Before the European Commission draws up new rules it puts together expert groups to advise it. Currently, there are more than 800 such groups but over the past few years it has emerged that these highly influential groups tend to be overwhelmingly composed of business interests.
Since EU Ombudsman Emily O’Reilly opened a strategic inquiry into their composition in May 2014, some changes have been made, but she advises there should be a lot more transparency.
She wants the commission to draw up a definition of balance when it comes to the membership of expert groups, and their declarations of interests to be public — essential since consultants to business were being named as independent.
The minutes of their meetings should be public, she advises, and has asked the commission to say how it intends doing this by April 30.
Small islands all over the EU have their own particular problems, and they should band together to form their own group, according to the European Parliament.
They want a special report to show the extra costs incurred by people who live on islands, such as access to markets and transport.
Marian Harkin MEP raised one of the problems worrying the people of the Aran Islands during the week which seems to be unique to them at the moment.
This is the attempt to replace the fixed-wing aircraft service to Inis Mór, Inis Meáin, and Inis Thiar with a helicopter service.
The public does not want it but the public service obligation that allows the service to be subsidised under EU rules does not define ‘air carrier’, which Ms Harkin says means that the islanders are entitled to define it for themselves.
Catching companies for Vat fraud can be hard when they disappear after collecting their money. However, the French authorities with the help of Eurojust have carried out searches in seven countries to dismantle a web of carousel fraud and money laundering, where companies vanished after charging Vat. The criminals claimed Vat from member states on small, high-value and often virtual items often connected to computer equipment.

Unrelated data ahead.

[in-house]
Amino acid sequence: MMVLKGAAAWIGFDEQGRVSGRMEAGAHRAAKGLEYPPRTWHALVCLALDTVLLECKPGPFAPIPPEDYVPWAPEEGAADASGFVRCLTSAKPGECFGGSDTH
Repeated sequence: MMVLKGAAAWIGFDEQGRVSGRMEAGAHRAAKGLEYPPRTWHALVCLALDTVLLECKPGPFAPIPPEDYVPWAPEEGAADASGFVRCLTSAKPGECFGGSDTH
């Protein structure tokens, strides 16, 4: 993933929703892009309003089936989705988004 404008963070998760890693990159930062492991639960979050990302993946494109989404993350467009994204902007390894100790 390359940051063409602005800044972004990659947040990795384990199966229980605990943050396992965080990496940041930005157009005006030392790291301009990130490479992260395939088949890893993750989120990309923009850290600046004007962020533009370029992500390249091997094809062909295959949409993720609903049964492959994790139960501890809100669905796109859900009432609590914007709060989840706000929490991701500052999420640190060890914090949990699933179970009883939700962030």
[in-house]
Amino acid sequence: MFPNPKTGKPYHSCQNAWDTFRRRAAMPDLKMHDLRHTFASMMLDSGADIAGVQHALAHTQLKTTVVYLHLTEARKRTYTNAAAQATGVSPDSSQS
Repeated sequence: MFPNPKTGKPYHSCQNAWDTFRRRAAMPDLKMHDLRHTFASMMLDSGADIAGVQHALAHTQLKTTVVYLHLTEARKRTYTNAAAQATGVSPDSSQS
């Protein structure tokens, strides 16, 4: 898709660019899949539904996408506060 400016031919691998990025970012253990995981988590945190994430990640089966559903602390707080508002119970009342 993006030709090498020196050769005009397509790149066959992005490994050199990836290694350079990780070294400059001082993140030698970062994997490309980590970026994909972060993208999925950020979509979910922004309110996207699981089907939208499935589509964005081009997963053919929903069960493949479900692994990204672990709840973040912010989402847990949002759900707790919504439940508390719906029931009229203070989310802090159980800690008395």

Despite all the talk about wind energy and harnessing the power of the waves to produce sure, cheap, clean energy, Ireland remains one of the EU’s biggest fuel importers.
The country imports 85% of its energy needs. That is the third highest in the EU and much higher than other countries with a similar climate and as few sources of fossil fuels such as Denmark that imports 12.8%.
The proportion of imports has varied very little over the past decade reflecting the failure to implement proper building- insulation standards and the continuing high dependency on private transport.
Overall, the EU imports half its energy needs and while this figure is fairly stable, 2014 was a record year for seven countries when they relied less on imported fossil fuels in 24 year.
The French are very proud and protective of their beautiful language — and so careful when making changes that the latest have taken a quarter of a century to implement.
So ‘weekend’ may be used by students in their exam essays; oignon loses its ‘i’; waterlily can be spelt nenufar rather than nénuphar and the letters ‘i’ and ‘u’ will lose their circumflex in many cases.
Despite the time allowed to introduce the 2,500 changes, not all agree with them, with one professor of classics arguing that one does not remove the dates from history lessons because they are difficult to remember.
The European Commission must be convinced at this stage that Ireland is a country where the rain falls incessantly, and that this is a recent phenomenon.
The latest politician to bring the plight of those affected by the recent floods to their notice is leader of the Fine Gael delegation in the European Parliament, South MEP Seán Kelly.
He met EU Regional Commissioner Corina Cretu, who he said encouraged Ireland to apply for funding aid under the European Solidarity Fund.
Mr Kelly said he also raised other potential projects that could qualify for funding, such as transport and research.
Ireland is one of the few countries with rules for third-party campaigning according to an OECD study of how politicians fund their election campaigns.
However, the USA is one of the other countries with such regulations so no assumptions can be made about whether this is good or not.
The Paris-based body warns that the rules are not tight enough and leave loopholes that can be exploited by vested interests at the cost of citizens.
And they caution that globalisation has increased the risk of capture of national political priorities by big-business.
Officialdoms’ fear of having equal rights for men and women was dramatically exposed in the European Parliament during the week. The MEPs and political groups were deeply divided on the issue of gender equality during the week when a resolution was barely passed by 337 votes to 286.
The reason so many voted against was because they objected to the ‘working document’ from the European Commission — which is about the least important kind of document they can issue.
It doesn’t need to be approved by the college of commissioners, does not need to have targets or a budget allocated or even to follow the political commitments of member states.
The shame was that so many voted in its favour.